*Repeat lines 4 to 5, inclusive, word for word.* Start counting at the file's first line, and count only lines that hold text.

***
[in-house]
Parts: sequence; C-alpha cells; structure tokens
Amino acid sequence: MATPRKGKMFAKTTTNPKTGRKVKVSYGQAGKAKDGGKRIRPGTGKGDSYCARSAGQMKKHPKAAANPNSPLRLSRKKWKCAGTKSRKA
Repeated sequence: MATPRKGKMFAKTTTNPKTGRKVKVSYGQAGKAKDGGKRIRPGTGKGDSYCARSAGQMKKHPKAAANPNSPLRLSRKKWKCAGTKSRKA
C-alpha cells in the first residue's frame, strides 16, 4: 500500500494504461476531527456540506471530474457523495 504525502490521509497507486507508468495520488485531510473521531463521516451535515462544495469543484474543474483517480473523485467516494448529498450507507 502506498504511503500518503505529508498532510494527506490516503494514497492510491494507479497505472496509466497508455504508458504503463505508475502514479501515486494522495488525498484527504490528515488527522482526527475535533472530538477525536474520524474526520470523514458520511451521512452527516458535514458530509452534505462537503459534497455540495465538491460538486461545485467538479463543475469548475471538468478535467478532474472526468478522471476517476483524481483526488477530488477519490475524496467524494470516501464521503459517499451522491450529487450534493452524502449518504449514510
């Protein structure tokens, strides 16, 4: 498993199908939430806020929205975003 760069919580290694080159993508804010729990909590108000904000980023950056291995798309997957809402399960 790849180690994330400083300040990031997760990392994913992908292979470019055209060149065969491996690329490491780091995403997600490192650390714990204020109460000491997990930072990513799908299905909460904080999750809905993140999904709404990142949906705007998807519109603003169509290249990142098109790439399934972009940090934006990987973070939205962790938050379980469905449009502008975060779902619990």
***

Repeated sequence: MATPRKGKMFAKTTTNPKTGRKVKVSYGQAGKAKDGGKRIRPGTGKGDSYCARSAGQMKKHPKAAANPNSPLRLSRKKWKCAGTKSRKA
C-alpha cells in the first residue's frame, strides 16, 4: 500500500494504461476531527456540506471530474457523495 504525502490521509497507486507508468495520488485531510473521531463521516451535515462544495469543484474543474483517480473523485467516494448529498450507507 502506498504511503500518503505529508498532510494527506490516503494514497492510491494507479497505472496509466497508455504508458504503463505508475502514479501515486494522495488525498484527504490528515488527522482526527475535533472530538477525536474520524474526520470523514458520511451521512452527516458535514458530509452534505462537503459534497455540495465538491460538486461545485467538479463543475469548475471538468478535467478532474472526468478522471476517476483524481483526488477530488477519490475524496467524494470516501464521503459517499451522491450529487450534493452524502449518504449514510